Good luck with the project but remember if you go down the approved providers route then you will have a lot of support but trying to find a cheap SIP trunk provider may work out more expensive in the long run if you don't have the ongoing support. Fine for a lab or proof of concept but if your business relies on it you need a supportable solution.
    Chris Clark - | MCTS:OCS | MCSE | MCSA | CCNA
    Wednesday, February 24, 2010 10:23 AM
  • hey chris,
                  i get what your saying - and understand - but doesn't mean that i dont think other options are viable.... whether or not they actually happen is another matter. I spose i like to put them out there and ask the question as to why they not around.... ofcourse the primary driver for MS and other places is the business, not technical...

    MS ventured far enough into hardware with round-tables.... and with the snom endpoints, we now have a reasonably priced alternative to polycom ocs endpoints... but yes, i dont expect MS to provide the hardware... but more options could be provided via the software.... we'll wait on the details of OCS 2010 to see which of them have made it.... the survivability stuff is cool.... but we'll see what else actually makes it.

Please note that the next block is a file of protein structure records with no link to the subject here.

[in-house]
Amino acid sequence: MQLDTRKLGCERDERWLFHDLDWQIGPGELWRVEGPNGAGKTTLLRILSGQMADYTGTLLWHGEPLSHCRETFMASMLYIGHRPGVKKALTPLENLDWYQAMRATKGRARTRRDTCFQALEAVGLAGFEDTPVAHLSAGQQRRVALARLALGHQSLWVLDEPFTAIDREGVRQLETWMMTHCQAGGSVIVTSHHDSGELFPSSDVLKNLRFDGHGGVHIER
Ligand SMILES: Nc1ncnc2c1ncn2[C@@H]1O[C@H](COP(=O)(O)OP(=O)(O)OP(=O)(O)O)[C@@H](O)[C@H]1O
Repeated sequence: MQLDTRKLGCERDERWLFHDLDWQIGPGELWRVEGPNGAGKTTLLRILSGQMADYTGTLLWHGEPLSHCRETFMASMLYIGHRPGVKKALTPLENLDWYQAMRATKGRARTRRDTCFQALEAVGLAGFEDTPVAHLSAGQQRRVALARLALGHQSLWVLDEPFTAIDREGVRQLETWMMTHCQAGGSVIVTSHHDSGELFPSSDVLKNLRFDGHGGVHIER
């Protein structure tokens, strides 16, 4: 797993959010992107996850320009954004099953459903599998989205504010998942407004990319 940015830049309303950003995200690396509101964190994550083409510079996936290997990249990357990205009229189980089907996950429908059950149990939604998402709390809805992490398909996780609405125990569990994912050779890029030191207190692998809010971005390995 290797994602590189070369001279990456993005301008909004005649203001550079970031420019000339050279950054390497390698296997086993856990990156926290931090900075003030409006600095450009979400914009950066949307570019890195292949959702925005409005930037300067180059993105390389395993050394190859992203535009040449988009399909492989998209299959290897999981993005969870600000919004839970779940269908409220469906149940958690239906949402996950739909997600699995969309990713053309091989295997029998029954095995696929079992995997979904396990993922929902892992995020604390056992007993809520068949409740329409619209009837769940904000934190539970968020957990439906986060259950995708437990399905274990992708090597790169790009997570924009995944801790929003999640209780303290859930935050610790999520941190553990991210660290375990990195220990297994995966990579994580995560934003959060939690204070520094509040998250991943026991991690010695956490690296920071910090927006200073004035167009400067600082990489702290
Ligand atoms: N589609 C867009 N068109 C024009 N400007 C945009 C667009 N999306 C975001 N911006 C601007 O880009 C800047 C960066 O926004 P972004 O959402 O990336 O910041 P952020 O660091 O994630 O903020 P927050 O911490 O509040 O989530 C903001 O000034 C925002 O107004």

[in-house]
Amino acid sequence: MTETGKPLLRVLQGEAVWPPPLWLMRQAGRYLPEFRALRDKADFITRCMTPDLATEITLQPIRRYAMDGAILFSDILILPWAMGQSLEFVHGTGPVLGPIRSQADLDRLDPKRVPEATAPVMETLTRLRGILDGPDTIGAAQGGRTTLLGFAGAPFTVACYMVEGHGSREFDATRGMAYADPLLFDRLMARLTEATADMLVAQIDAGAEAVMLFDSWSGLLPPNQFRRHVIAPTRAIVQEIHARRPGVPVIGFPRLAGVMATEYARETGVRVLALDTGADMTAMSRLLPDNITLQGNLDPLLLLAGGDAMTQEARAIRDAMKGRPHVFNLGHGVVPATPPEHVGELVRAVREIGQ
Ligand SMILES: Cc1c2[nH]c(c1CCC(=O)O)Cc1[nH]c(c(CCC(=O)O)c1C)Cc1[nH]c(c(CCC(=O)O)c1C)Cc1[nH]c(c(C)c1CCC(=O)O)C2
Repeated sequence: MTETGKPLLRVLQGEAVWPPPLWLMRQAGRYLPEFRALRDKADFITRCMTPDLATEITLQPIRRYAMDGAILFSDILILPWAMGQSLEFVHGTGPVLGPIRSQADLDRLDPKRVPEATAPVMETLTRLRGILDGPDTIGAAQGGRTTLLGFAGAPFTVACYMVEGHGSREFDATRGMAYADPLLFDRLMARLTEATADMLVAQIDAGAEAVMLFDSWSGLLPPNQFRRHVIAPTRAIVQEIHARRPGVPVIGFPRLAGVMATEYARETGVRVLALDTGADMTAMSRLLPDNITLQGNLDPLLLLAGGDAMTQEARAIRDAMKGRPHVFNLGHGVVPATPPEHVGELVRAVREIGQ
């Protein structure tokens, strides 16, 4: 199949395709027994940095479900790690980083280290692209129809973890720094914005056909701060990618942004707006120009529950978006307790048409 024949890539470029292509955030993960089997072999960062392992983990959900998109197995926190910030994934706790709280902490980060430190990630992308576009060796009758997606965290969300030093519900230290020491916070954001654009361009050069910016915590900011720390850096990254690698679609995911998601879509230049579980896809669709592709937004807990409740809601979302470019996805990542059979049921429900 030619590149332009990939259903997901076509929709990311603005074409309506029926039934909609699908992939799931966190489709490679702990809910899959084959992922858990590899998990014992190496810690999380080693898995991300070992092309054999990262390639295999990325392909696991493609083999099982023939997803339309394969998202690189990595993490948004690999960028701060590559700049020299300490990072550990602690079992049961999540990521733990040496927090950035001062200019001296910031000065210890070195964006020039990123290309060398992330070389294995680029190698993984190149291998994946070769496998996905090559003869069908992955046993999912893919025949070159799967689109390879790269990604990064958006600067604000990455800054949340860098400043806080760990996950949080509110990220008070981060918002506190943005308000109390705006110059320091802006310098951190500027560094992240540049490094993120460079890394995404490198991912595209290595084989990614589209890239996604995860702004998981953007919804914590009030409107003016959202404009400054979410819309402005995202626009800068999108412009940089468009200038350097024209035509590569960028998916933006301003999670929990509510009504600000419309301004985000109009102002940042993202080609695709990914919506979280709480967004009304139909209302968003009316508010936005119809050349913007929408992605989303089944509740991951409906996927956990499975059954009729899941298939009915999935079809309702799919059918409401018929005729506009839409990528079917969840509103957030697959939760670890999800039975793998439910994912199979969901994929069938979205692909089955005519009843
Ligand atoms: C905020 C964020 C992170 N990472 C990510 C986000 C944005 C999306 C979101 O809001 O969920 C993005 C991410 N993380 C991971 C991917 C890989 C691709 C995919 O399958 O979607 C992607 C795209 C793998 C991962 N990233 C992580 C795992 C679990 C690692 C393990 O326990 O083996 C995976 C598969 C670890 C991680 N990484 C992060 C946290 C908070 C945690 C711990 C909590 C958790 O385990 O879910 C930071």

In regards to the fixed lines - can we at least agree that telco's are dragging their heels so as not to errode their traditional revenue base ? (at least until they work out their charging models for current technologies... especially when telstra would charge $20k+ for a single dial in bridge that OCS now offers out of the box). I have now, and will continue to have un-realistic expectations of companies based on technology rather than the real world :-)

    Anyhoo - i do like your points chris - they are interesting - its definately a different point of view/angle to my own - but presented well.



    Wednesday, February 24, 2010 11:59 AM
  • Different points of view drive innovation. What I normally recommend on here is the safe route because if people are asking a question about streatching the technology they probably aren't ready to do it. If I'm face to face with the customer I go through all the options to guage the level of risk they are willing to take in a project and make sure they are willing to accept any risks.